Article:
They have also have very significant health benefits. A recent article in the New Yorker mentioned research that quantified how much. The article noted that ten mature street trees per block was the equivalent of giving every household on that block $10,000:

“After controlling for income, education, and age, Berman and his colleagues showed that an additional ten trees on a given block corresponded to a one-per-cent increase in how healthy nearby residents felt. “To get an equivalent increase with money, you’d have to give each household in that neighborhood ten thousand dollars—or make people seven years younger,” Berman told me.”

Removing mature trees and planting saplings instead doesn’t provide the same benefits. It takes decades for the replacements to grow to the same maturity – and  meanwhile, all the benefits to environment, health, and habitat are accordingly reduced.

We would also point out that urban trees (or any trees) are seldom perfect. They grow in challenging conditions. Often, the justification for removing trees is that they are not in “good” shape. We would point out that unless a tree is actually hazardous, the standard should not be perfection, but that it is “good enough” to survive in the location to which it has adapted.

If you wish to fight to save these trees, there are two hearings coming up shortly. They will be held in Room 416 at San Francisco’s City Hall. [Edited to Add: If you cannot attend, you can still email your comments to the Department of Public Works and they become part of the public and official record. These are the email addresses: Chris.Buck@sfdpw.org and urbanforestry@sfdpw.org ]

GEARY AND MASONIC: HEARING ON 24th Sept 2015

At Geary and Masonic, there’s a grove of trees that softens an otherwise gritty and urban intersection. For pedestrians – including those who use the nearby bus shelter under the trees it provides a welcome green environment. These trees have been slated for removal. Neighbors are extremely upset, the more so because this project has been extensively discussed – but not the tree removal part. Instead, all the focus was on the loss of parking spaces as bike lanes were created. “I had the impression,” one neighbor said, “That they would be keeping all the existing trees and planting more trees.”

There’s a hearing scheduled for September 24th. A neighbor fighting to save these trees sent us this poster. You can print out the PDF here if you want to disseminate it: Geary_Masonic_Tree_removal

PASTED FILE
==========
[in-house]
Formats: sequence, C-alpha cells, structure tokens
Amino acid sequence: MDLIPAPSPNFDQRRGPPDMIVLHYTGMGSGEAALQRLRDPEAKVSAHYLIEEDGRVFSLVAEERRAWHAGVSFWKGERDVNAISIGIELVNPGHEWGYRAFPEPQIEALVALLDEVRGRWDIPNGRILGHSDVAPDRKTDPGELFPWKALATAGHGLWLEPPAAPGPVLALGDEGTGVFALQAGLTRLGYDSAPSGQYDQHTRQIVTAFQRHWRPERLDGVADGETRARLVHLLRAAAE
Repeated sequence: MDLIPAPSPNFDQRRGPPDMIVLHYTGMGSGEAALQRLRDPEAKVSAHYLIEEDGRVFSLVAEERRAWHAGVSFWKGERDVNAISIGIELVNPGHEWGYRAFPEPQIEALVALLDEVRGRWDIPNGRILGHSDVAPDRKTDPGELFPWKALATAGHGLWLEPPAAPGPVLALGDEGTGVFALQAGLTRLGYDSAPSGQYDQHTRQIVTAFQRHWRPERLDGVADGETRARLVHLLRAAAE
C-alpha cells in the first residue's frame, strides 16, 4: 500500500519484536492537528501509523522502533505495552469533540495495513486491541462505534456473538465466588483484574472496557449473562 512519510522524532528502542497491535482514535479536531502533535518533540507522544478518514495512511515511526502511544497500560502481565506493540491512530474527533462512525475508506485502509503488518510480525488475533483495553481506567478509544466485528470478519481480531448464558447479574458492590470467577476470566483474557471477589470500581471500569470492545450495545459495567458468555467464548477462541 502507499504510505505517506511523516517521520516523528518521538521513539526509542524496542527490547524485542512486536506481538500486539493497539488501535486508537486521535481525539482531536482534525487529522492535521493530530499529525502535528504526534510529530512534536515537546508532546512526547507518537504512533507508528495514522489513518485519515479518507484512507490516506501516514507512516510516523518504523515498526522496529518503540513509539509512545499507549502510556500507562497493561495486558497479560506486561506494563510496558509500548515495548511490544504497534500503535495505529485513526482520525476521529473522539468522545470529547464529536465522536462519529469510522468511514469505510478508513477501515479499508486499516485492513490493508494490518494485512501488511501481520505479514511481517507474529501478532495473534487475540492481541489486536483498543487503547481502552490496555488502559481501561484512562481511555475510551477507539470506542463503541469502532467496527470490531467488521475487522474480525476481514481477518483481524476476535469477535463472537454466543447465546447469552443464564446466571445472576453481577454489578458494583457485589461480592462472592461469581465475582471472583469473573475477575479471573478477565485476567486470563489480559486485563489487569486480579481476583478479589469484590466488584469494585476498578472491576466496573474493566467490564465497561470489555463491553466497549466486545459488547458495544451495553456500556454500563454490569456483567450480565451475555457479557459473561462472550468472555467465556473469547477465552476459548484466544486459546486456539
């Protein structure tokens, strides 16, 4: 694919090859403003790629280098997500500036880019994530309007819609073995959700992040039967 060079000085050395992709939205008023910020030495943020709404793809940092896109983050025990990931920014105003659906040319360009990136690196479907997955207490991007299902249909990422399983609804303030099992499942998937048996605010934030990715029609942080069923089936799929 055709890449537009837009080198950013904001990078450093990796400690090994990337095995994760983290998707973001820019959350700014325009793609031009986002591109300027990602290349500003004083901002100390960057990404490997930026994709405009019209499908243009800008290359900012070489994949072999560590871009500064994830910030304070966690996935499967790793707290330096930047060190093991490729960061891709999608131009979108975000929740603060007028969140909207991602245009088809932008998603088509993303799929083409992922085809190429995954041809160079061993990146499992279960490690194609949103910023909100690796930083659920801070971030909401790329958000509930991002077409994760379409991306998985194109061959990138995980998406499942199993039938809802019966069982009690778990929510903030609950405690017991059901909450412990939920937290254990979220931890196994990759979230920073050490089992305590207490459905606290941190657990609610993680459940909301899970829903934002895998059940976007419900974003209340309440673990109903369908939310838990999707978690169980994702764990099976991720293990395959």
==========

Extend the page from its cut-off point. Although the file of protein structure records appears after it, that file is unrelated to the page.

Masonic Geary trees slated to be felledVAN NESS CORRIDOR: HEARING on AUGUST 24th  2015

A neighbor wrote to us recently to say that 193 trees had been posted for removal in the Van Ness/ Lombard corridor:

“I want you to know that the SFMTA just put out tree notice removals on Van Ness and Lombard for their rapid transit project. There was no mention of this before to anyone living along the corridor when they began discussing this project. They are planning to cut down 193 mature trees along the corridor, and this is an outrage. These trees are important to the people who live along Van Ness and Lombard and they provide shade and bird habitat. They say they will plant 400 trees once the project is finished. What about all the birds who live in the tree opposite my mother’s home now? What about the hawks who nest opposite us?”

Here are the details of the hearing:

“I encourage you and any other interested party to attend the Public Hearing regarding the removal of the trees on August 24 at 5:30 p.m.in Room 416 of City Hall, located at 1 Dr. Carlton B. Goodlett Place. If you are unable to attend the hearing, you may submit written comments regarding the subject matter to the Bureau of Urban Forestry, 1680 Mission Street, 1st floor, San Francisco, CA 94103. These comments will be brought to the attention of the hearing officer and made a part of the official public record.

TREASURE ISLAND

We don’t have any details yet, but the Treasure Island Development Agency is planning to cut down trees as part of its development plans. We would note that this is one location where Monarch butterflies overwinter in some years.

[Edited to Add, 9 Feb 2016: Trees are going down on Treasure Island/ Yerba Buena Island.]

MORE PROJECTS?

We believe even more tree removals are planned, for instance along Geary. The San Francisco Forest Alliance will try to keep track of these projects and post what information we can about the proposals.

San Francisco can do better than this. If all our public agencies realized the true benefits and value of mature trees, they would seek to preserve them rather than cutting them down and replacing them with saplings. Or nothing at all. We all recognize that trees sometimes need to be cut down to allow for roadwork or construction. But we do think that preserving trees needs a much higher priority than it currently gets, and the public needs better (and earlier) information than it currently gets.

We wrote about Seattle, where road-work was accompanied by notice to save trees, not remove them. Here’s another. It’s a tree not even as pretty or mature as the San Francisco victim at the top of the page, but it’s been saved.

saved tree in seatttle

Trees are cut down for all kinds of reasons in San Francisco. Poorly designed projects are a major factor. So is poor maintenance. We support Supervisor Scott Wiener’s effort to fund tree maintenance by city experts rather than leaving street trees to home owners who may not have the expertise or resources to care for it and instead destroy it.

overpruned tree

The tree which moves some to tears of joy is in the eyes of others only a green thing that stands in the way.”
William Blake, The Letters, 1799